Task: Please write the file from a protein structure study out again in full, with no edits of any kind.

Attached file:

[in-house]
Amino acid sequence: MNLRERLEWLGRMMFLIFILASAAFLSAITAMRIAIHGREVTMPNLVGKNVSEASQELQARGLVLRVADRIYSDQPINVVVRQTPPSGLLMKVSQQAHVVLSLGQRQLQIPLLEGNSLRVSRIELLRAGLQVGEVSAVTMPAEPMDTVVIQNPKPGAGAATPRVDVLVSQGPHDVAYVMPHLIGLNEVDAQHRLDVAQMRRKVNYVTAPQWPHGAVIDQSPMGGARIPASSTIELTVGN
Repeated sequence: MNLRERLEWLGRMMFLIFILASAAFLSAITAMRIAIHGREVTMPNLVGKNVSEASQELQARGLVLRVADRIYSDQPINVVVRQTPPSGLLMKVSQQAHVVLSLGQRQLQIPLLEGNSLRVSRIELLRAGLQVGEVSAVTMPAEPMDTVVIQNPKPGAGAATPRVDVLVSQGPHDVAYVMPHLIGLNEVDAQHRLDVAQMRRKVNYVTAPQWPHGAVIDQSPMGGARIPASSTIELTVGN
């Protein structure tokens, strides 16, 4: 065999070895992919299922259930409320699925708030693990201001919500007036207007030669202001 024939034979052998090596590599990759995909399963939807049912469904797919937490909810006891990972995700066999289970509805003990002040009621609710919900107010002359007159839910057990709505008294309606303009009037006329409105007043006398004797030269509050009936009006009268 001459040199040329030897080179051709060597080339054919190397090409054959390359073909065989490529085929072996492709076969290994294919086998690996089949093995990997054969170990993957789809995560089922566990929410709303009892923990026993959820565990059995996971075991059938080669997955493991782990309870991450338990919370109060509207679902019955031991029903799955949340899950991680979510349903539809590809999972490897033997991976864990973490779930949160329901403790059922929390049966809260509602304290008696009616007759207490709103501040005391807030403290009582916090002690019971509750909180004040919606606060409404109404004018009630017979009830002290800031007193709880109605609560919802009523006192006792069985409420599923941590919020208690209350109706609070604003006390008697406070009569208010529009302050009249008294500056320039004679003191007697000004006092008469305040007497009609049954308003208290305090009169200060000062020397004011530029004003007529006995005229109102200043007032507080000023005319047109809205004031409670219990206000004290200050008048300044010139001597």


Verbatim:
[in-house]
Amino acid sequence: MNLRERLEWLGRMMFLIFILASAAFLSAITAMRIAIHGREVTMPNLVGKNVSEASQELQARGLVLRVADRIYSDQPINVVVRQTPPSGLLMKVSQQAHVVLSLGQRQLQIPLLEGNSLRVSRIELLRAGLQVGEVSAVTMPAEPMDTVVIQNPKPGAGAATPRVDVLVSQGPHDVAYVMPHLIGLNEVDAQHRLDVAQMRRKVNYVTAPQWPHGAVIDQSPMGGARIPASSTIELTVGN
Repeated sequence: MNLRERLEWLGRMMFLIFILASAAFLSAITAMRIAIHGREVTMPNLVGKNVSEASQELQARGLVLRVADRIYSDQPINVVVRQTPPSGLLMKVSQQAHVVLSLGQRQLQIPLLEGNSLRVSRIELLRAGLQVGEVSAVTMPAEPMDTVVIQNPKPGAGAATPRVDVLVSQGPHDVAYVMPHLIGLNEVDAQHRLDVAQMRRKVNYVTAPQWPHGAVIDQSPMGGARIPASSTIELTVGN
């Protein structure tokens, strides 16, 4: 065999070895992919299922259930409320699925708030693990201001919500007036207007030669202001 024939034979052998090596590599990759995909399963939807049912469904797919937490909810006891990972995700066999289970509805003990002040009621609710919900107010002359007159839910057990709505008294309606303009009037006329409105007043006398004797030269509050009936009006009268 001459040199040329030897080179051709060597080339054919190397090409054959390359073909065989490529085929072996492709076969290994294919086998690996089949093995990997054969170990993957789809995560089922566990929410709303009892923990026993959820565990059995996971075991059938080669997955493991782990309870991450338990919370109060509207679902019955031991029903799955949340899950991680979510349903539809590809999972490897033997991976864990973490779930949160329901403790059922929390049966809260509602304290008696009616007759207490709103501040005391807030403290009582916090002690019971509750909180004040919606606060409404109404004018009630017979009830002290800031007193709880109605609560919802009523006192006792069985409420599923941590919020208690209350109706609070604003006390008697406070009569208010529009302050009249008294500056320039004679003191007697000004006092008469305040007497009609049954308003208290305090009169200060000062020397004011530029004003007529006995005229109102200043007032507080000023005319047109809205004031409670219990206000004290200050008048300044010139001597």